Truth to tell, we had forgotten to take our cameras and returned on Monday, this time via the Main Gate; from which there’s a beautiful avenue of trees leading up to the famed Golden Dome, which is the Main Building of the University, right beside the Basilica.We were tight on time and particularly wanted to take some snaps of the Basilica. While we were there a Docent was conducting a tour; she walked over to Tom and said “I bet you’re a graduate of Notre Dame and Irish” to which Tom responded “I wish, and I am”. That was it for the tour party. Ann the Docent gave us a personal tour, including some behind the scenes areas. She also told us the story of how Notre Dame got the name “Fighting Irish”. In the late 1800’s the football team comprised mainly of Irish Catholic’s from the major cities in the Midwest; after one particularly tough game in which Notre Dame came from behind to win, the major Chicago newspaper had as its page one banner headline “The Fighting Irish do it again!” And…the legend lives on!
Monday morning we drove to the Center for History on Washington St in South Bend to visit the historic “Copshaholm” former home of the Oliver family. Designed by Charles Alonzo Rich this beautiful home, I will not call it a house was built in 1895 and remained in the Oliver family into the 1970’s when it was gifted, in its entirety furniture, clothing, personal effects even the family silver to the History Center.
James Oliver emigrated with his family when he was 11 to the US from Newcastleton (Copshawholm in Scotch Gaelic) Scotland and later, after the death of his father worked for an iron foundry, at age 31 he bought an interest in the company. Two years later he received the first of 45 patents for improvements in plow design. This led to the formation of the Oliver Chilled Plow company. James’ son Joseph Doty Oliver who joined the company in 1868 commissioned the building of Copshaholm. Three generations of Oliver’s lived in Copshaholm before being presented to the History Center. We were greeted as VIPs by Jim in the foyer – he knew we were arriving and taken by Ken (a man who obviously loves his job) through the home. Copshaholm is on a corner of Washington Street it is built of local granite, with a wraparound porch on two sides, the outside is simply beautiful. As the furniture was included in the Oliver gift each room has some magnificent pieces. The woodwork inside is evidently craftsmen at their best. Doors are big; the hall ceiling goes up three floors, as does the floating stairs. I was waiting for Scarlet O’Hara to glide down the stairs. Copshaholm had its own star in Gertrude Oliver on the day she married Charles Cunningham in 1916 in her home.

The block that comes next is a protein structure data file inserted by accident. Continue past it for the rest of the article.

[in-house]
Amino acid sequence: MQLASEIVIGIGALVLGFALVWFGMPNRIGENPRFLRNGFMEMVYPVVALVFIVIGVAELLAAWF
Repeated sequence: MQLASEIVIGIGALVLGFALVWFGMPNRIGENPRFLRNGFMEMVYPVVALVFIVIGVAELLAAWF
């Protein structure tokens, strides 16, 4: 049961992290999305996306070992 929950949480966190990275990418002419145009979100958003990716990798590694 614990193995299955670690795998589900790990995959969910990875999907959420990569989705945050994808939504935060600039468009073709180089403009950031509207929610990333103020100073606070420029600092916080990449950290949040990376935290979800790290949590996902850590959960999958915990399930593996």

The History Center also houses the Studebaker Museum so we took a quick tour and saw the transition from horse drawn cart and carriages to luxury cars. Some of the early interior designs reminded me of “Driving Miss Daisy” one seat in front and a bench seat in the back but really no room behind the driver. Most of the early cars cost $1000 or more. While there we met an older gentleman who had worked for Studebaker, he recounted many fond memories of working there.
From there we went to meet a friend Nancy and her brother Bill, natives of Indiana in a Pub called “Between the Buns”. Nancy stayed with us in Ireland when she was a student at Trinity College and knew our children when they were young. We have keep in touch over the years through respective Christmas letters. We had hamburgers, fries and beer that took more than 3 hours to finish – the talking interfered. We caught up on each other’s news and discovered that Nancy who had been a Joycean Professor had just retired and was extremely happy to do so. It was lovely to see Nancy and Bill again.